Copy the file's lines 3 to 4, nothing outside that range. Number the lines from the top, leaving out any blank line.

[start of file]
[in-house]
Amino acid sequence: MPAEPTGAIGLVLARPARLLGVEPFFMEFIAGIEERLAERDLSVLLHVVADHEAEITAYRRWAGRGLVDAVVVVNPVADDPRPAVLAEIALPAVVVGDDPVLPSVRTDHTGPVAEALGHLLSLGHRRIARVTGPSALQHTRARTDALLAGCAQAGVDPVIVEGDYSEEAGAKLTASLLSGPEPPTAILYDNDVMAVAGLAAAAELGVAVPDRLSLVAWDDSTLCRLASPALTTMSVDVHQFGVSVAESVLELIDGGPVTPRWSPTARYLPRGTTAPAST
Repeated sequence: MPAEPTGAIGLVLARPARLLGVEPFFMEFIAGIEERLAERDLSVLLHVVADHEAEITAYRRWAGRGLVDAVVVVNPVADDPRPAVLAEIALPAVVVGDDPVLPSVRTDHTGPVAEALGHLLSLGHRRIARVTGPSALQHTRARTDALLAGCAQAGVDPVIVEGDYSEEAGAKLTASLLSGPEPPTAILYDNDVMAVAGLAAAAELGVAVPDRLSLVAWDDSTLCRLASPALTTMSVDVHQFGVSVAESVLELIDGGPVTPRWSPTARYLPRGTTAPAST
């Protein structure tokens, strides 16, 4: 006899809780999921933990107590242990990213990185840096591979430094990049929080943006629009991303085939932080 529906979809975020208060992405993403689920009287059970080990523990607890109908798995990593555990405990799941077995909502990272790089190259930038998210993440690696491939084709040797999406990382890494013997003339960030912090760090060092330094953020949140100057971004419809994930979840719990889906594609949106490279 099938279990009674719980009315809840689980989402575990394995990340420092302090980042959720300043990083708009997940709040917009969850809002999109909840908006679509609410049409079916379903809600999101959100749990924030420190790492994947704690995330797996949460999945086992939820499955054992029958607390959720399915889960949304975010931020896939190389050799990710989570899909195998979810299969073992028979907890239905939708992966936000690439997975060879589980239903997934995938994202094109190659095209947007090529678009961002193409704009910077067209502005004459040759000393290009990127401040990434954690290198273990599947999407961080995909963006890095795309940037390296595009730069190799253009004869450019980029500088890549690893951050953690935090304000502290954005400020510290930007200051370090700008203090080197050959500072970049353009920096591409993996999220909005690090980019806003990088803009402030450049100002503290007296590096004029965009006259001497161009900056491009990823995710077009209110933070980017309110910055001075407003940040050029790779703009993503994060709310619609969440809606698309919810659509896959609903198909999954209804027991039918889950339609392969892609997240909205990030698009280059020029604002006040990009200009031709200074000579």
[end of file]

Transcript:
Repeated sequence: MPAEPTGAIGLVLARPARLLGVEPFFMEFIAGIEERLAERDLSVLLHVVADHEAEITAYRRWAGRGLVDAVVVVNPVADDPRPAVLAEIALPAVVVGDDPVLPSVRTDHTGPVAEALGHLLSLGHRRIARVTGPSALQHTRARTDALLAGCAQAGVDPVIVEGDYSEEAGAKLTASLLSGPEPPTAILYDNDVMAVAGLAAAAELGVAVPDRLSLVAWDDSTLCRLASPALTTMSVDVHQFGVSVAESVLELIDGGPVTPRWSPTARYLPRGTTAPAST
């Protein structure tokens, strides 16, 4: 006899809780999921933990107590242990990213990185840096591979430094990049929080943006629009991303085939932080 529906979809975020208060992405993403689920009287059970080990523990607890109908798995990593555990405990799941077995909502990272790089190259930038998210993440690696491939084709040797999406990382890494013997003339960030912090760090060092330094953020949140100057971004419809994930979840719990889906594609949106490279 099938279990009674719980009315809840689980989402575990394995990340420092302090980042959720300043990083708009997940709040917009969850809002999109909840908006679509609410049409079916379903809600999101959100749990924030420190790492994947704690995330797996949460999945086992939820499955054992029958607390959720399915889960949304975010931020896939190389050799990710989570899909195998979810299969073992028979907890239905939708992966936000690439997975060879589980239903997934995938994202094109190659095209947007090529678009961002193409704009910077067209502005004459040759000393290009990127401040990434954690290198273990599947999407961080995909963006890095795309940037390296595009730069190799253009004869450019980029500088890549690893951050953690935090304000502290954005400020510290930007200051370090700008203090080197050959500072970049353009920096591409993996999220909005690090980019806003990088803009402030450049100002503290007296590096004029965009006259001497161009900056491009990823995710077009209110933070980017309110910055001075407003940040050029790779703009993503994060709310619609969440809606698309919810659509896959609903198909999954209804027991039918889950339609392969892609997240909205990030698009280059020029604002006040990009200009031709200074000579």